It seems like every week, computer programmers and digital cartographers come out with a slick, super-informative interactive map to synthesize Big Data. Perhaps that's what we should come to expect, now that we're experiencing a new Platinum Age of Maps. But to what do we credit this torrent?
Tanya Buckingham, assistant director of University of Wisconsin's Cartography Lab, says the spark happened about seven years ago, when online mapping was "hacked," and anyone could start making "mash-ups" -- that is, combining data with an Internet-based map. When application programming interfaces (APIs) became available, virtually anyone could customize an online map. From there, the wave spread -- from mapping all the local coffee shops to evolving into the complex geographic visualizations we now see daily.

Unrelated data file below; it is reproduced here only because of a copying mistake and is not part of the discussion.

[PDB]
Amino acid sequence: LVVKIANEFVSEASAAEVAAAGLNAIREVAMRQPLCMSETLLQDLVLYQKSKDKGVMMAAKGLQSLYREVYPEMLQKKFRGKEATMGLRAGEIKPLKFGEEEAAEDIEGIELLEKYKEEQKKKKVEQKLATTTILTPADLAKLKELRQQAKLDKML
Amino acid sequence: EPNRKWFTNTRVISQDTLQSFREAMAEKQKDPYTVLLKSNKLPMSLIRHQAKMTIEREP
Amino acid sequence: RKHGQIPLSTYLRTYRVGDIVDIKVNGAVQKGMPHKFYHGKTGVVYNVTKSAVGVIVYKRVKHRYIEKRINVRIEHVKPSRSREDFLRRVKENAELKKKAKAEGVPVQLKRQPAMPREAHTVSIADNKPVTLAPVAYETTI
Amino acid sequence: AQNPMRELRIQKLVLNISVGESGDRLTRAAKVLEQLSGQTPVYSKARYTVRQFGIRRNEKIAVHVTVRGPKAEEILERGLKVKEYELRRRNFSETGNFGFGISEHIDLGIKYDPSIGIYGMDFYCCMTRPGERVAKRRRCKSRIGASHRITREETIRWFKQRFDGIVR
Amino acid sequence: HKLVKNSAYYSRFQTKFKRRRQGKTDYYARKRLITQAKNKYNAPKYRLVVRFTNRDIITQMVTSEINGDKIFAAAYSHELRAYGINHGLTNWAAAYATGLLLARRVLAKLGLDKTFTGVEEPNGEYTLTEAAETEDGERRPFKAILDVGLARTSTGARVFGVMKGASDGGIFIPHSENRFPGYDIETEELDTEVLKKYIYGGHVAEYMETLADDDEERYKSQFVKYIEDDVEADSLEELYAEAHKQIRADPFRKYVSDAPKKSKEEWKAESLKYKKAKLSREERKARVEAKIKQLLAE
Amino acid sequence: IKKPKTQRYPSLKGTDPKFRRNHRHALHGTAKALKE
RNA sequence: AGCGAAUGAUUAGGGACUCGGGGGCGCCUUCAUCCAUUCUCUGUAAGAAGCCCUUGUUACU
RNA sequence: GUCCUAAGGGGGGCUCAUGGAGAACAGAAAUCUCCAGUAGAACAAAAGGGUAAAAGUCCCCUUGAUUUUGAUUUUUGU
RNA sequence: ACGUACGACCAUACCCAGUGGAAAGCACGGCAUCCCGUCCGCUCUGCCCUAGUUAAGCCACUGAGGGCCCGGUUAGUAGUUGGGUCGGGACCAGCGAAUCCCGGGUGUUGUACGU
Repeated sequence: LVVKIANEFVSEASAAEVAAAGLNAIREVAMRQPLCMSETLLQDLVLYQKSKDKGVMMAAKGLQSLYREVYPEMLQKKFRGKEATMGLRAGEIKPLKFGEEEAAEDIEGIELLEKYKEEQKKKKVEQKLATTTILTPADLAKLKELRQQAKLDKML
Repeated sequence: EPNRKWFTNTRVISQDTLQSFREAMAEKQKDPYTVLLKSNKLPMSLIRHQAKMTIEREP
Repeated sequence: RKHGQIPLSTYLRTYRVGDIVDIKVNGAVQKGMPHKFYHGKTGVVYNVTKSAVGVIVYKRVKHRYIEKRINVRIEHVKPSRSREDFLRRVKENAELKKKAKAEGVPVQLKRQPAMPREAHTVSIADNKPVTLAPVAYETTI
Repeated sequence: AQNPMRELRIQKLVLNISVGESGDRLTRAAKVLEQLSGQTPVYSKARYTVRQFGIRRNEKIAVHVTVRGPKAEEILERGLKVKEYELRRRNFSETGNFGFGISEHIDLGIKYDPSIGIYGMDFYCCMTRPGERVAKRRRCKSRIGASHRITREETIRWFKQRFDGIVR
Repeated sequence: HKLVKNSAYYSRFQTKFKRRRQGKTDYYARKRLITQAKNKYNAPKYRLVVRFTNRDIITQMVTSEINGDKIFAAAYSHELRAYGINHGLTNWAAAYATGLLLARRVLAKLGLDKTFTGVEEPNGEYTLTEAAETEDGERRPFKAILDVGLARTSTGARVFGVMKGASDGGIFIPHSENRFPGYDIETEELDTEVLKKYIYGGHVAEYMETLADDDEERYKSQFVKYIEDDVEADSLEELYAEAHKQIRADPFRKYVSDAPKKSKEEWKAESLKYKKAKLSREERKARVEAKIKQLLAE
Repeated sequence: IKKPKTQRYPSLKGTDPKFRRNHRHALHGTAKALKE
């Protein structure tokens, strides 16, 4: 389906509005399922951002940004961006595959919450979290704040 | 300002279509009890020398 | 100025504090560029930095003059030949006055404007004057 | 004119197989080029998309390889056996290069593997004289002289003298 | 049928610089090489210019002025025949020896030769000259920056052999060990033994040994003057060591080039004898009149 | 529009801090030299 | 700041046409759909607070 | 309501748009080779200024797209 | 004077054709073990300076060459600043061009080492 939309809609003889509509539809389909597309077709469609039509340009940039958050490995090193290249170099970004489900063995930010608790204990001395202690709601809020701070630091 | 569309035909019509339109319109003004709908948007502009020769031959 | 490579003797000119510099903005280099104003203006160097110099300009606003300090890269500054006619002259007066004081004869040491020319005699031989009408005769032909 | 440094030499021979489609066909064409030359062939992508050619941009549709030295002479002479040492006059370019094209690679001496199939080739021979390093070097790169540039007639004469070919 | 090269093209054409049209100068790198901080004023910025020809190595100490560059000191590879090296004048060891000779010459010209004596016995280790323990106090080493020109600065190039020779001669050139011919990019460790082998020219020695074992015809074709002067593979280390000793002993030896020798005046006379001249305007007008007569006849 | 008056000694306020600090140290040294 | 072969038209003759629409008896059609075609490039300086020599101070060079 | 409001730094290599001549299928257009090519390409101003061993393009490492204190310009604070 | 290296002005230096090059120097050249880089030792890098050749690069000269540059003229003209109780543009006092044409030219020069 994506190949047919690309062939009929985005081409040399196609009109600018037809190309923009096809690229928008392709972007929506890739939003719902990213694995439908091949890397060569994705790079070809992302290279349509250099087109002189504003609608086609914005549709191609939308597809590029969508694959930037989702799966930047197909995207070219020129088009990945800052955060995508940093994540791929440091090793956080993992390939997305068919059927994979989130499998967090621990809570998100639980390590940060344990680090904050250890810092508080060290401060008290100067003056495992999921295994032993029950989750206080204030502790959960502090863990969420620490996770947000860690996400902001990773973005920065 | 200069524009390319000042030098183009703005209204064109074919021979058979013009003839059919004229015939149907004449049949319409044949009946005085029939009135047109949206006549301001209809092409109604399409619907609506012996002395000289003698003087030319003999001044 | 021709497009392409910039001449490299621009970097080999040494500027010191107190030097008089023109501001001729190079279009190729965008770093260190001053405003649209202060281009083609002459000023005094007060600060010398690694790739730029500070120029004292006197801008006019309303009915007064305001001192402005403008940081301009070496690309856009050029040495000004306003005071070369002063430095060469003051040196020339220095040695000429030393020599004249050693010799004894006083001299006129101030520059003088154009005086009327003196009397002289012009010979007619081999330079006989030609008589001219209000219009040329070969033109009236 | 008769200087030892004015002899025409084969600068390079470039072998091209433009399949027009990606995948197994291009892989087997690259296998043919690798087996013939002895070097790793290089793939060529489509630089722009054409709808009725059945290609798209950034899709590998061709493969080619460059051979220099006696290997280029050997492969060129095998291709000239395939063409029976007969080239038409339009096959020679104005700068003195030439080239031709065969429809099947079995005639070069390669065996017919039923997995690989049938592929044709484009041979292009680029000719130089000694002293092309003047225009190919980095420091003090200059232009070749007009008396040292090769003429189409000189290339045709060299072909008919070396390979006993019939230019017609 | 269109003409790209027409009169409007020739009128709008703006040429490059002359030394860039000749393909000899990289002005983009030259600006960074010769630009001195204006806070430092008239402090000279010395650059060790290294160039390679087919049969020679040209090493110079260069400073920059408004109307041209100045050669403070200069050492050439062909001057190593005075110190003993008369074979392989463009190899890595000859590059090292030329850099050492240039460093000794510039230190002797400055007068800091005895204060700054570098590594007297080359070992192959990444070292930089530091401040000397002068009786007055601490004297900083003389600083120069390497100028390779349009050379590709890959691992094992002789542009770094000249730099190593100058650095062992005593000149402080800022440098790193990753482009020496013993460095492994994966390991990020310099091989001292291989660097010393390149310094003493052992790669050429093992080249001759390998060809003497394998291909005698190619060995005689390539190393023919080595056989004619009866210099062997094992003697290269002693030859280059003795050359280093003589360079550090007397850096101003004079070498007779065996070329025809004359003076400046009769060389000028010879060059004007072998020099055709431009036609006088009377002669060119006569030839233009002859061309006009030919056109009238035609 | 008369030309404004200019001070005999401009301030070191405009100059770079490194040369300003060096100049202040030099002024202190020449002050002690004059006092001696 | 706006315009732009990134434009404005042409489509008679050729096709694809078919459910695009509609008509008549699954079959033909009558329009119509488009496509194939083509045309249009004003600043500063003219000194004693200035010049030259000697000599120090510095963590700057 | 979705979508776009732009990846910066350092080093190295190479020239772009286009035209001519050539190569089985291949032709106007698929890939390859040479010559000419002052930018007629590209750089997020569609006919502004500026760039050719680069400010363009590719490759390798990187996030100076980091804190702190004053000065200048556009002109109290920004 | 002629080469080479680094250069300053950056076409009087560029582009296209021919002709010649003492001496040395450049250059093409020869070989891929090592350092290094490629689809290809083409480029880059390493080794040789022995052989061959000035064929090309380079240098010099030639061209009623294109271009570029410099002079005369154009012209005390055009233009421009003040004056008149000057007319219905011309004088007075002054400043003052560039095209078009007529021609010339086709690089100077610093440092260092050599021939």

"This snowballed into new application developments and demands for open access to tools as well as calls for new data -- open data," Buckingham told Discovery News. "Basemaps evolved, skills developed, and new technology was created. This evolution is still happening, and quite rapidly."